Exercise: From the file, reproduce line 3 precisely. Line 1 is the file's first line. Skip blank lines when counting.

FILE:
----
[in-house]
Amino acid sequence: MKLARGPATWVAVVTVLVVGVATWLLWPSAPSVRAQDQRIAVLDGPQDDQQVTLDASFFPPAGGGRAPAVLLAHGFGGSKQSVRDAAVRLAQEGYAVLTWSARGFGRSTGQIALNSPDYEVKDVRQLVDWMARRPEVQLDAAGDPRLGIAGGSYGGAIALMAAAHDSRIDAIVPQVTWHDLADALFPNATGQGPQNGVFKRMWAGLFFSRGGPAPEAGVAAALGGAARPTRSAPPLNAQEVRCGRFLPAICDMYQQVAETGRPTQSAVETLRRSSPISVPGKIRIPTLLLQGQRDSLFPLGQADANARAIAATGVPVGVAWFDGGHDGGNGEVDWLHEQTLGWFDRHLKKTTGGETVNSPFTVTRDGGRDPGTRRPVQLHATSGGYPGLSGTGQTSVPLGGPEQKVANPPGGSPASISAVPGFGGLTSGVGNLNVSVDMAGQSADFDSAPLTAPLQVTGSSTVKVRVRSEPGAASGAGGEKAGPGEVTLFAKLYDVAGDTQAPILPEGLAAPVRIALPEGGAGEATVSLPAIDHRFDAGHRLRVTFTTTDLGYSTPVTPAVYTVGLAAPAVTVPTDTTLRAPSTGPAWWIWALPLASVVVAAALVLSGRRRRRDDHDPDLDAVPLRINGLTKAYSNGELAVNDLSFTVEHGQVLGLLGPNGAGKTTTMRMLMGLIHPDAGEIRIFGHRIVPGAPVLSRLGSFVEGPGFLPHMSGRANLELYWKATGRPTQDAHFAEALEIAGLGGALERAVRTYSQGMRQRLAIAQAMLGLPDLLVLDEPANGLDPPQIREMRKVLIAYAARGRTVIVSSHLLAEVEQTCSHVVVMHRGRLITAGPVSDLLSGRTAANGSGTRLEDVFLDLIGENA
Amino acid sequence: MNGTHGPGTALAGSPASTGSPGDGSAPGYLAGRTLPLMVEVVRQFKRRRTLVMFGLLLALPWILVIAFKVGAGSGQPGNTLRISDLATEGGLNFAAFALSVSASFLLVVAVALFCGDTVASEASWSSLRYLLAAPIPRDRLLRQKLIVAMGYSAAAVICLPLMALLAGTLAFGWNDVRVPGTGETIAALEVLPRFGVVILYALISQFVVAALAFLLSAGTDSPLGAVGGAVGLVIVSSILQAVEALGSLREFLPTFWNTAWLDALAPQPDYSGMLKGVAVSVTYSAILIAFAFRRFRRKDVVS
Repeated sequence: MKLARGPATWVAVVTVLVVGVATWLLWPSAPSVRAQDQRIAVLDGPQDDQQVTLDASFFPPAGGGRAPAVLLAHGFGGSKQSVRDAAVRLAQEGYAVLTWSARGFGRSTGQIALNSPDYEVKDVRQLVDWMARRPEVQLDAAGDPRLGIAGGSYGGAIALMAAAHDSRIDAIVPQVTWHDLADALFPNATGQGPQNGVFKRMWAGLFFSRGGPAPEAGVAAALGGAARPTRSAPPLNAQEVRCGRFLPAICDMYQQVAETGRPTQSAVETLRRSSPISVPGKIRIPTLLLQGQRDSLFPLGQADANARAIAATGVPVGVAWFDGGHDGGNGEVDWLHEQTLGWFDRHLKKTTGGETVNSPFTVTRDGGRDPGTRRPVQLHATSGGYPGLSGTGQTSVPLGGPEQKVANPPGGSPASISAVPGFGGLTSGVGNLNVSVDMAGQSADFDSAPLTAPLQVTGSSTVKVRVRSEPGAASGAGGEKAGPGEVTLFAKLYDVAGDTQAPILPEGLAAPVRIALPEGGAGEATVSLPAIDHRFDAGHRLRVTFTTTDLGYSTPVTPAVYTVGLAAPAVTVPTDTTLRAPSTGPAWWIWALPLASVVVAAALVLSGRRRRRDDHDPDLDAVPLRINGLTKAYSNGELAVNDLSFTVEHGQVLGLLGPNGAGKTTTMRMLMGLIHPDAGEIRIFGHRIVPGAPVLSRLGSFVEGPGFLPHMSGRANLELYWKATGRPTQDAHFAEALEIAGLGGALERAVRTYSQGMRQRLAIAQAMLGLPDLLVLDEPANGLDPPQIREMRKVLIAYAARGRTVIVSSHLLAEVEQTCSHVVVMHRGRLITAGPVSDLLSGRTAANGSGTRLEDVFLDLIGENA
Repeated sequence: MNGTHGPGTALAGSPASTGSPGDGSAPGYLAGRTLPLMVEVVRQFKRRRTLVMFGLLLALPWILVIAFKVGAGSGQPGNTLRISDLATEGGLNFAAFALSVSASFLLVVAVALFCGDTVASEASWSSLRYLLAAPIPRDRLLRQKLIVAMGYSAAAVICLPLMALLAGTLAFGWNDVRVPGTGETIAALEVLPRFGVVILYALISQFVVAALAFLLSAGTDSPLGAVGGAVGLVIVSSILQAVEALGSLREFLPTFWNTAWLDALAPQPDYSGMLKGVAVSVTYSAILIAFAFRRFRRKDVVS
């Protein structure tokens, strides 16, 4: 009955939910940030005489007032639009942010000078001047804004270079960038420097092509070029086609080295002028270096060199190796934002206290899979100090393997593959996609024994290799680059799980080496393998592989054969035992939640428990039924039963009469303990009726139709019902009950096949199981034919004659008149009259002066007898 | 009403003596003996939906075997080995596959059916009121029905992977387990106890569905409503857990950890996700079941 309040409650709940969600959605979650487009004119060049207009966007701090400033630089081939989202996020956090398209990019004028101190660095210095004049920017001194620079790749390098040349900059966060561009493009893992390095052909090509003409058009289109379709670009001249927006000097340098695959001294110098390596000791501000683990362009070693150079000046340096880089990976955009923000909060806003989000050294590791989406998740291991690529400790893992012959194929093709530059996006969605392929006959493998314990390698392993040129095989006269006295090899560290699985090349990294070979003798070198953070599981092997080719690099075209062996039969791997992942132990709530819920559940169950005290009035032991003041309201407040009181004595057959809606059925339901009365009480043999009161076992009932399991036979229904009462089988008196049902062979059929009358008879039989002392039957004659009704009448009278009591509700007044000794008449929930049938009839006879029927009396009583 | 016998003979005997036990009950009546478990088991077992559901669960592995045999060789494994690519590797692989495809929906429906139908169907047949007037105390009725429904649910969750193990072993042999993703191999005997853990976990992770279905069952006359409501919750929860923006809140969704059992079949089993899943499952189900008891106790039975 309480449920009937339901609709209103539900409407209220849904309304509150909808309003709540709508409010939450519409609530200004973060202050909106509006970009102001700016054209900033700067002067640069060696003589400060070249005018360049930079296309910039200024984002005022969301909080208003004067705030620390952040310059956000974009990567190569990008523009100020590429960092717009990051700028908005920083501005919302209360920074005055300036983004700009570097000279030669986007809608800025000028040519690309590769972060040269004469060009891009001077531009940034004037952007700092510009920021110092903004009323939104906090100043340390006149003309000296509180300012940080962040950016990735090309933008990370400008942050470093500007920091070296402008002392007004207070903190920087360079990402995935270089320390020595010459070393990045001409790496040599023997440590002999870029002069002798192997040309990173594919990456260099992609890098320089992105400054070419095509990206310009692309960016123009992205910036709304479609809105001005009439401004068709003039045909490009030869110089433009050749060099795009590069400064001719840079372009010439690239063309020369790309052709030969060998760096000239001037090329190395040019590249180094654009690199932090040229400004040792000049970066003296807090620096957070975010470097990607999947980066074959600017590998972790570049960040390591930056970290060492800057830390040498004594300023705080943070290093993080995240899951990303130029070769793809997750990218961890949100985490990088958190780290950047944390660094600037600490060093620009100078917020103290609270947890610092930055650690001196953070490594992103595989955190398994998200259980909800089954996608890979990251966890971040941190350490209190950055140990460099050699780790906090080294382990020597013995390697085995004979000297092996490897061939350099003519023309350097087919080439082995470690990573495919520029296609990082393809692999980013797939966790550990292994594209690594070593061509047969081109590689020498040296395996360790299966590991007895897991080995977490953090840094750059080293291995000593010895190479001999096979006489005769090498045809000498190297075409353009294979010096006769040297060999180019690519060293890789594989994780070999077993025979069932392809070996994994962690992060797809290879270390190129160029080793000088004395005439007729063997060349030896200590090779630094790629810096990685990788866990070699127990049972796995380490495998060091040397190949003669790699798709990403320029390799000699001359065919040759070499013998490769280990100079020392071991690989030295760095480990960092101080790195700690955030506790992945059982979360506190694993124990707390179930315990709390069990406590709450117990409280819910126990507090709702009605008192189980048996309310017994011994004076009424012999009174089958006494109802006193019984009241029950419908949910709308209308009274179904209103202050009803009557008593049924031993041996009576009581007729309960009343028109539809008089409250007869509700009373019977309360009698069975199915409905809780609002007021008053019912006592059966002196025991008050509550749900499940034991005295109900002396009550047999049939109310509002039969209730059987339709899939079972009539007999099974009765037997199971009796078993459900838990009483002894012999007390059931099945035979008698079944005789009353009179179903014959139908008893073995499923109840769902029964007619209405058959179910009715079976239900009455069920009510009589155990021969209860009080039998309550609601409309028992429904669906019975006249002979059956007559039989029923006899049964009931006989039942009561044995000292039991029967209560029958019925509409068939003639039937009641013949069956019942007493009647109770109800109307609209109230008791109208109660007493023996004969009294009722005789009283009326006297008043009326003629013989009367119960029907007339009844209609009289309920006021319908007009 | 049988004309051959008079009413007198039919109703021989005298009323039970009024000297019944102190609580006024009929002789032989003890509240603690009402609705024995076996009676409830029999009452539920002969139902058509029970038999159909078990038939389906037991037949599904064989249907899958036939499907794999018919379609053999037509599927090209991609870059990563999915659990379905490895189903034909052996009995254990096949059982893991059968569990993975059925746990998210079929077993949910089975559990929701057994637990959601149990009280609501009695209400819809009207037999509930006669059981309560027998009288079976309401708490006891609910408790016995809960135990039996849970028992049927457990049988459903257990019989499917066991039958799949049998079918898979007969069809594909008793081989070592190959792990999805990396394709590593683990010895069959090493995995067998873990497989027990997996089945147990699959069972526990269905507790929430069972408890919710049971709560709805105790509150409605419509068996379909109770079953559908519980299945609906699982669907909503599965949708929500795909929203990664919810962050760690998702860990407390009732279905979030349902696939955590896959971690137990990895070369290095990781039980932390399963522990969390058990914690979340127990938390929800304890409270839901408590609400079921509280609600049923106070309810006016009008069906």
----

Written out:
Amino acid sequence: MNGTHGPGTALAGSPASTGSPGDGSAPGYLAGRTLPLMVEVVRQFKRRRTLVMFGLLLALPWILVIAFKVGAGSGQPGNTLRISDLATEGGLNFAAFALSVSASFLLVVAVALFCGDTVASEASWSSLRYLLAAPIPRDRLLRQKLIVAMGYSAAAVICLPLMALLAGTLAFGWNDVRVPGTGETIAALEVLPRFGVVILYALISQFVVAALAFLLSAGTDSPLGAVGGAVGLVIVSSILQAVEALGSLREFLPTFWNTAWLDALAPQPDYSGMLKGVAVSVTYSAILIAFAFRRFRRKDVVS